Several Black women historians, including Deborah Gray White, Ashley Farmer, and over a dozen scholars who presented at the 40thAnniversary Symposium of the Association of Black Women Historians (ABWH) have written about race, gender, and the archive. Recently, these discussions became personal for me when Yoga Journal published pictures from the Library of Congress showing Rosa Parks practicing yoga, without citing my archival research that brought this amazing story to light.
In December 2018 at the ABWH Symposium, I shared my research (based on published family memoirs and her personal narrative of “stretching”) that Rosa Parks practiced yoga. I published my findings about Black women’s yoga history and shared the first public research of Mrs. Parks and her yoga legacy in the ABWH blogon June 21, 2019. On January 15, 2020 Yoga Journal published pictures from the archive without citation or attribution to my intellectual labor to bring the story to light. They knew of my work because I had tagged them and other major yoga publications on November 12, 2019, in the event they wanted to feature my work. If the story of Rosa Parks doing yoga was compelling enough to print, it should have been compelling enough to cite. Essentially, a powerful, professional trade journal acted as if they had done the research themselves.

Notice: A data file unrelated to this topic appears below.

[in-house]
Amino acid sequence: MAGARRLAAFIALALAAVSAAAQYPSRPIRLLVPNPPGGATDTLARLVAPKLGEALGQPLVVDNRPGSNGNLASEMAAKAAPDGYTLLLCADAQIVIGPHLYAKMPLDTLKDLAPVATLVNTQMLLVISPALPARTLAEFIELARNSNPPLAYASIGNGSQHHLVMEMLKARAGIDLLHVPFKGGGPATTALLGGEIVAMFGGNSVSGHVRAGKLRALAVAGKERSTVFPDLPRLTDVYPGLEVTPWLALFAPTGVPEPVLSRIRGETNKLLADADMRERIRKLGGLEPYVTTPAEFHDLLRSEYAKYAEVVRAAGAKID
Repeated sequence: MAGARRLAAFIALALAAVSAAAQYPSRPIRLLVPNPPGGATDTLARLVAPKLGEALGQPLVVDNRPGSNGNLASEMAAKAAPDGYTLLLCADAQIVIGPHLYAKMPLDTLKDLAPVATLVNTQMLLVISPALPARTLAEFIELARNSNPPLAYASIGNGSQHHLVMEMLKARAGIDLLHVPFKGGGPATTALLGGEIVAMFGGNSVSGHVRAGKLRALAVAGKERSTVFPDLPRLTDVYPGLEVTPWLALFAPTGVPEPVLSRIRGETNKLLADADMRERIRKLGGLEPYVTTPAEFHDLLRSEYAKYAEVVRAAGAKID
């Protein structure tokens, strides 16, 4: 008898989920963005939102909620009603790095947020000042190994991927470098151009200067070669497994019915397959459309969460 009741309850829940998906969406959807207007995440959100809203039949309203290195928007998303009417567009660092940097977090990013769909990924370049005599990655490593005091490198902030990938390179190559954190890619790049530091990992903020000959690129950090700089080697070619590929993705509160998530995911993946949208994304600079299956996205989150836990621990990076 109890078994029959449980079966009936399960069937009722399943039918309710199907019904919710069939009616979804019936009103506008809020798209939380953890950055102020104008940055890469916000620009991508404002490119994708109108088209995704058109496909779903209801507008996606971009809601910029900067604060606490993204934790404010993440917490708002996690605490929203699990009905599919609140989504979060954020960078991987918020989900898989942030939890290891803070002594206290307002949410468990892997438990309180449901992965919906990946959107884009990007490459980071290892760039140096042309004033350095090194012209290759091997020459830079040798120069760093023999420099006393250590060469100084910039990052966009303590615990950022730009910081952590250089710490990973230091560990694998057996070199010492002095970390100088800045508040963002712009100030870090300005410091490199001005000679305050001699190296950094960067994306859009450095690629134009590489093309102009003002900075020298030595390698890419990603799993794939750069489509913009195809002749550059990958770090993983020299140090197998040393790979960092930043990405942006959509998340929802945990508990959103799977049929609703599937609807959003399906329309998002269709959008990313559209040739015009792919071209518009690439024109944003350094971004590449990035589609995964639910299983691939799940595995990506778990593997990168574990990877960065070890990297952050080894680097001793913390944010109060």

I get it. There are no rules to the internet. Yet this is a teachable moment that raises questions about social media, citation, and publication (trade, news, or academic). When scholar friends of mine who had posted the Rosa Parks picture were notified this originated from my research, they were more than happy to share my ABWH citation. When, in December 2019, Susan Reyburn, released her book Rosa Parks: In Her Own Words, including a never-before released picture of Mrs. Parks in the Bow pose, I was thrilled to share her work, with a citation of that source. I meticulously recognize the work of scholars like Jeanne Theoharis, who have committed substantial time to recovering Mrs. Parks’s history. I have acknowledged the intellectual labor of librarians and archivists who do the work to enable researchers to “find” and “discover” stories from the archive. I also honor and cite the work of Jana Long, founder of Black Yoga Teacher Alliance, and her work on the history of Black yogis.
Of course, when folks with large platforms or social media followings share work that is not theirs, we cannot prevent images or ideas from going viral. But it cannot be as simple as saying that copying without attribution in the academy is plagiarism and copying in trade presses without attribution is journalism. Plenty of trade publications, news outlets, entertainment producers, and even social media superstars are happy to at least give a “shout out” to the sources or “inspirations” for their work. Yet, here we are.
At the time when I first located the “Thunderbolt pose” picture of Mrs. Parks, it was available on the Library of Congress (LOC) website…only as a thumbnail. The LOC required permission to print (read the fine print under the picture on the ABWH article) and also required written permission from the Parks estate representative. I went through the right channels to secure permissions, so I knew anyone who published a high-resolution version of the picture was duplicating my work, not accessing the LOC thumbnail picture. The “Bow pose” or “Note on Yoga” pictures were not at the time available online and would not be released until made public in conjunction with the Reyburn book (hence her rightful claim to sharing work “in print for the first time”).